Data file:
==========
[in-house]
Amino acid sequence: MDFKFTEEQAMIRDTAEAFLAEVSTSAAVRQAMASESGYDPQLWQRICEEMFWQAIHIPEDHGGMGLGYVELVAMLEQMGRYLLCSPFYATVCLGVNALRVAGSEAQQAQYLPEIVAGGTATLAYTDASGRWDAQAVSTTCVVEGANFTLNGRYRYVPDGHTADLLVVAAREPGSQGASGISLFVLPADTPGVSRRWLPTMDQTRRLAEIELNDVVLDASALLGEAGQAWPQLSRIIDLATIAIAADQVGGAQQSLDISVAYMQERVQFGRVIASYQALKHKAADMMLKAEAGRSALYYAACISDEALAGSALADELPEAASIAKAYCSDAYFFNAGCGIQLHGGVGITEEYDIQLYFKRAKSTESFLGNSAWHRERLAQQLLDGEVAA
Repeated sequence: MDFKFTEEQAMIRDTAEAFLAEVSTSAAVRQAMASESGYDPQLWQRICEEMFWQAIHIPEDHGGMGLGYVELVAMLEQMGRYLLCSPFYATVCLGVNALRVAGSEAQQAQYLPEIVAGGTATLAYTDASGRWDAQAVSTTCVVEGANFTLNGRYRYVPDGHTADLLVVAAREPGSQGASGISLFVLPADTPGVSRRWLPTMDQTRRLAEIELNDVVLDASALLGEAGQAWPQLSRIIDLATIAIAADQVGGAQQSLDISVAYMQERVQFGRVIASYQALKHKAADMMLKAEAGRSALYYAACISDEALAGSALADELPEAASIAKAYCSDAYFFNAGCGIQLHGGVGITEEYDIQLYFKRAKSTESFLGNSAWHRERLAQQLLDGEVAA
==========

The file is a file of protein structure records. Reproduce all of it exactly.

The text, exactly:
[in-house]
Amino acid sequence: MDFKFTEEQAMIRDTAEAFLAEVSTSAAVRQAMASESGYDPQLWQRICEEMFWQAIHIPEDHGGMGLGYVELVAMLEQMGRYLLCSPFYATVCLGVNALRVAGSEAQQAQYLPEIVAGGTATLAYTDASGRWDAQAVSTTCVVEGANFTLNGRYRYVPDGHTADLLVVAAREPGSQGASGISLFVLPADTPGVSRRWLPTMDQTRRLAEIELNDVVLDASALLGEAGQAWPQLSRIIDLATIAIAADQVGGAQQSLDISVAYMQERVQFGRVIASYQALKHKAADMMLKAEAGRSALYYAACISDEALAGSALADELPEAASIAKAYCSDAYFFNAGCGIQLHGGVGITEEYDIQLYFKRAKSTESFLGNSAWHRERLAQQLLDGEVAA
Repeated sequence: MDFKFTEEQAMIRDTAEAFLAEVSTSAAVRQAMASESGYDPQLWQRICEEMFWQAIHIPEDHGGMGLGYVELVAMLEQMGRYLLCSPFYATVCLGVNALRVAGSEAQQAQYLPEIVAGGTATLAYTDASGRWDAQAVSTTCVVEGANFTLNGRYRYVPDGHTADLLVVAAREPGSQGASGISLFVLPADTPGVSRRWLPTMDQTRRLAEIELNDVVLDASALLGEAGQAWPQLSRIIDLATIAIAADQVGGAQQSLDISVAYMQERVQFGRVIASYQALKHKAADMMLKAEAGRSALYYAACISDEALAGSALADELPEAASIAKAYCSDAYFFNAGCGIQLHGGVGITEEYDIQLYFKRAKSTESFLGNSAWHRERLAQQLLDGEVAA